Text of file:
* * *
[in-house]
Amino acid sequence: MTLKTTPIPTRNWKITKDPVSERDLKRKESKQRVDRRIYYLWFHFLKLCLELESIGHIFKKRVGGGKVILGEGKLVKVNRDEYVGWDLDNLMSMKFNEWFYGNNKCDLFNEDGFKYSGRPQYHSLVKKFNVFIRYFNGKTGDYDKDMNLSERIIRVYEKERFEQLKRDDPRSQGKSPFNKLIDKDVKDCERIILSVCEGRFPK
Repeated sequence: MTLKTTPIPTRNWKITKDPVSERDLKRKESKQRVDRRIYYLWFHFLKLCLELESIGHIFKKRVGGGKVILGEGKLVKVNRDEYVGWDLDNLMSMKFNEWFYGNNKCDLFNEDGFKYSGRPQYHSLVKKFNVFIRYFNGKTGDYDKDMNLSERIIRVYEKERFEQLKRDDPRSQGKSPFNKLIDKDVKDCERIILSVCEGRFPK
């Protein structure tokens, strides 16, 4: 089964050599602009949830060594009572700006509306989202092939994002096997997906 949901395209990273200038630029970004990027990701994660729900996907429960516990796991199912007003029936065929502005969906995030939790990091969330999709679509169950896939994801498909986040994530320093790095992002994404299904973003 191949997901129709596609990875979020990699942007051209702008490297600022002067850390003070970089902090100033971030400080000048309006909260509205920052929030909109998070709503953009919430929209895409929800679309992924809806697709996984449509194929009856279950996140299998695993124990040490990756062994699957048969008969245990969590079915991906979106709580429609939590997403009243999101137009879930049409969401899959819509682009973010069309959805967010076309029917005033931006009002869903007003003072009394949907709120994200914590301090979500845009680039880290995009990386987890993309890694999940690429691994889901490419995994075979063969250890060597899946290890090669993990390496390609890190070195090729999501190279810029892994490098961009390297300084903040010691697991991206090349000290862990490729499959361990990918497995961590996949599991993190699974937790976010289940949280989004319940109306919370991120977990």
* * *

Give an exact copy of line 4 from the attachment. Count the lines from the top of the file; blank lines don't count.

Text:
């Protein structure tokens, strides 16, 4: 089964050599602009949830060594009572700006509306989202092939994002096997997906 949901395209990273200038630029970004990027990701994660729900996907429960516990796991199912007003029936065929502005969906995030939790990091969330999709679509169950896939994801498909986040994530320093790095992002994404299904973003 191949997901129709596609990875979020990699942007051209702008490297600022002067850390003070970089902090100033971030400080000048309006909260509205920052929030909109998070709503953009919430929209895409929800679309992924809806697709996984449509194929009856279950996140299998695993124990040490990756062994699957048969008969245990969590079915991906979106709580429609939590997403009243999101137009879930049409969401899959819509682009973010069309959805967010076309029917005033931006009002869903007003003072009394949907709120994200914590301090979500845009680039880290995009990386987890993309890694999940690429691994889901490419995994075979063969250890060597899946290890090669993990390496390609890190070195090729999501190279810029892994490098961009390297300084903040010691697991991206090349000290862990490729499959361990990918497995961590996949599991993190699974937790976010289940949280989004319940109306919370991120977990």